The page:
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Milly CarterAdministrative Associate, Urban RegionUniversity of Missouri Extension Phone: 816-252-7717Email: email@example.com
Published: Wednesday, June 16, 2010
Glenda Kinder, 816-407-3490
BLUE SPRINGS, Mo.–Promoters of agave nectar tout it as a natural sweetener. Not really, says a University of Missouri Extension nutrition and health education specialist.
“Agave nectar is a processed sweetener,” said Glenda Kinder. “It’s less processed than high-fructose corn syrup but more processed than honey.”
Agave nectar is made from a succulent plant grown in Mexico, agave—the same plant used to make tequila. To make the nectar, sap from the core of the plant is filtered and heated to break down the carbohydrates into sugar. The end product is a sweet, syrupy liquid. The main sweetener in agave nectar is fructose.
Agave nectar contains 16 calories per teaspoon, about the same as table sugar, but it’s sweeter, so you can use less, Kinder said.
Light agave nectar is mild and can be used in beverages, fruit or baked goods. Dark nectar is stronger and better suited for pancakes or waffles. When you substitute agave nectar for sugar in a recipe, use one-fourth less agave nectar than sugar. Because agave nectar is liquid, reduce the amount of other liquid in recipes by one-fourth as well.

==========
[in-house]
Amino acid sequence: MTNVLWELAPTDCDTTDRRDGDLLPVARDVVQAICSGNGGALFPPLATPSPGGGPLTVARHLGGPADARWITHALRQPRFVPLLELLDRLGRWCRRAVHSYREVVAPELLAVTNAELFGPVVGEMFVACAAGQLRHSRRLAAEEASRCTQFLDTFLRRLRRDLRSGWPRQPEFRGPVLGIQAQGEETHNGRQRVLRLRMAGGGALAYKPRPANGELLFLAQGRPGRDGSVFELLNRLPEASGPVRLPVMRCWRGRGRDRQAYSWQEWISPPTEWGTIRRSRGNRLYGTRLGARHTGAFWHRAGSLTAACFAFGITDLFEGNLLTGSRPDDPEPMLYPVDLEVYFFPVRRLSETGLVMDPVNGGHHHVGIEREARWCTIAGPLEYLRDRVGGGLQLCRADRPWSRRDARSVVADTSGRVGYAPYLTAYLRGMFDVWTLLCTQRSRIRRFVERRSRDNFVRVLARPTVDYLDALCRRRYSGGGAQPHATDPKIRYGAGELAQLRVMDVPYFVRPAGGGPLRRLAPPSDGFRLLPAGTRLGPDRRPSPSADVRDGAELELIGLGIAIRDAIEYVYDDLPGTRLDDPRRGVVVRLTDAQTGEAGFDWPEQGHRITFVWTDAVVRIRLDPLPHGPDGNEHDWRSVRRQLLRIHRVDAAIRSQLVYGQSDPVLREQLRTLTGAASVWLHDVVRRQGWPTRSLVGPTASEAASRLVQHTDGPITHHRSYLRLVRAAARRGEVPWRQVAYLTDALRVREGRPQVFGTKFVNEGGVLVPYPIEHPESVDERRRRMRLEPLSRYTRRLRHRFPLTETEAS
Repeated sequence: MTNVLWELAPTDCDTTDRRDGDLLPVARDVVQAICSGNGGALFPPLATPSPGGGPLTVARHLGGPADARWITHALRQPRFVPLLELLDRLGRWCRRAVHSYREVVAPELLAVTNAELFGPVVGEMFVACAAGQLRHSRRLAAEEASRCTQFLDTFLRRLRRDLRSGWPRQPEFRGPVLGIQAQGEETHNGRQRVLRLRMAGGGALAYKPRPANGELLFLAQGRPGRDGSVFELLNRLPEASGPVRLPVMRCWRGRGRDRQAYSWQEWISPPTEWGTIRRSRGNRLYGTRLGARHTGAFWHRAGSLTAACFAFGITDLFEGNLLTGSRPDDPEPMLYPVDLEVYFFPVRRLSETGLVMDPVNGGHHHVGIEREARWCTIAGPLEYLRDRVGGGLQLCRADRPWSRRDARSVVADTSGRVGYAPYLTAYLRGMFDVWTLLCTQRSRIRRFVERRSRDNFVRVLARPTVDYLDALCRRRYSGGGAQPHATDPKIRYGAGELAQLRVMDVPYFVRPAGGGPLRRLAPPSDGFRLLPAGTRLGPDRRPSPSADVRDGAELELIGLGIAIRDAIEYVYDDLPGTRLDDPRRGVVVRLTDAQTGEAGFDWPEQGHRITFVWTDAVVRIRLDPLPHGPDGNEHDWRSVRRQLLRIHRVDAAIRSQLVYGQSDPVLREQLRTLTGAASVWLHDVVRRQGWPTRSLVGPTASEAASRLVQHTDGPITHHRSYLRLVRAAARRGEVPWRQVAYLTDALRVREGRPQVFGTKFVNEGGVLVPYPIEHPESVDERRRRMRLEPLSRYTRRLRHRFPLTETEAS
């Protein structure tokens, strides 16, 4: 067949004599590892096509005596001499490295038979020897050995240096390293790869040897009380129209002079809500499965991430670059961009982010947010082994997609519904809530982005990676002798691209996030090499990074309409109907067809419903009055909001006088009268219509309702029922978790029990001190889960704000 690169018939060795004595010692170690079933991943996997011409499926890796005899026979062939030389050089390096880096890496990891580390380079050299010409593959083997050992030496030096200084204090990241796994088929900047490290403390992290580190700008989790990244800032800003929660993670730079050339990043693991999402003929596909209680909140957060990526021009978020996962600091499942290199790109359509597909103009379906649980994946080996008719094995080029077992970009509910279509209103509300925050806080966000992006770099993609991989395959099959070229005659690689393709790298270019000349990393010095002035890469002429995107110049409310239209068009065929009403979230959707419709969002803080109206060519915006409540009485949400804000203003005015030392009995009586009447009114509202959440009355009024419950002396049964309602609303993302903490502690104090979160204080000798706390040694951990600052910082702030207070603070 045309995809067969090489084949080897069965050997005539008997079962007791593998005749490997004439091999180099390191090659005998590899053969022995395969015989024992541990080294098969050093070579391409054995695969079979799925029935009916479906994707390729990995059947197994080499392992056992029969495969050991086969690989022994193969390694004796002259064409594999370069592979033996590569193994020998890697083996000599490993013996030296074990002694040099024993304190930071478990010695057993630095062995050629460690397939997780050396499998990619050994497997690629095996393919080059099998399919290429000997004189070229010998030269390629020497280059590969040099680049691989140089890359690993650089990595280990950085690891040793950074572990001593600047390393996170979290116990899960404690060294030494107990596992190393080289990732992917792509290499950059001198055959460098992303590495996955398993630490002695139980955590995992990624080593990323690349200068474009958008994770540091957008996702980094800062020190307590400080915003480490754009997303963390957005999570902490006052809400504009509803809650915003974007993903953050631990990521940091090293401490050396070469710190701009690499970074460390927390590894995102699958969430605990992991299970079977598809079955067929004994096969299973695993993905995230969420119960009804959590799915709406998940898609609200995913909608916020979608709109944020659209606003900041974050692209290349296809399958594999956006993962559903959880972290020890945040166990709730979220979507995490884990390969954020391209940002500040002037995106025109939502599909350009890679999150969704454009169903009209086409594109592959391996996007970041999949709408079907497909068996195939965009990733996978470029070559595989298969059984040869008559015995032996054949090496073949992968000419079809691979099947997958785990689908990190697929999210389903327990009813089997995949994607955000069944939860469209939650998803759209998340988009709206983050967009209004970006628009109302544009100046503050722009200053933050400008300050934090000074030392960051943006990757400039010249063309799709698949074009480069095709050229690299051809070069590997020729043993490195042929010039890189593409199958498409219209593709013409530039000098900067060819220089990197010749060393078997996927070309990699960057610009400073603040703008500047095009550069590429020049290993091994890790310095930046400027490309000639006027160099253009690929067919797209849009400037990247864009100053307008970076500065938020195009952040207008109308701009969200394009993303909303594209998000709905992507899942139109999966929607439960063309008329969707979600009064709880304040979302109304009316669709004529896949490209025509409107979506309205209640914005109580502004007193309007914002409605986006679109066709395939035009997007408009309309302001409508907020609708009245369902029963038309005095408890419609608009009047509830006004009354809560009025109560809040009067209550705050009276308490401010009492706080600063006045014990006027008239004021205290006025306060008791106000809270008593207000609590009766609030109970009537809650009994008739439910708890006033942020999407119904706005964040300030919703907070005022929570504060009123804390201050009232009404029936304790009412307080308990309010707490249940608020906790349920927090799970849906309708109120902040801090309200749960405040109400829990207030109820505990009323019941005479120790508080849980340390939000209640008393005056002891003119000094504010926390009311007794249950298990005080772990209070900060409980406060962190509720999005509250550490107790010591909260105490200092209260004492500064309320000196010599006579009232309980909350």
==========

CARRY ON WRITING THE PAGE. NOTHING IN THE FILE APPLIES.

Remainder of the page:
The American Botanical Council states that agave is safe in amounts usually found in food and beverages, but it is not recommended for pregnant women. Agave nectar has a low glycemic index (GI) and therefore can have a lower impact on raising blood sugar levels in diabetics. The GI for agave nectar is 20 – 30, compared with 55 for honey and 68 for table sugar. However, the American Diabetes Association lumps agave with table sugar and high-fructose corn syrup on the list of “added sugars” that you should eat less of.
“Bottom line, you should consider it a sugar,” Kinder said. “While it might not have as much of a negative effect on blood sugar as other sugars, it should be enjoyed in moderation.”
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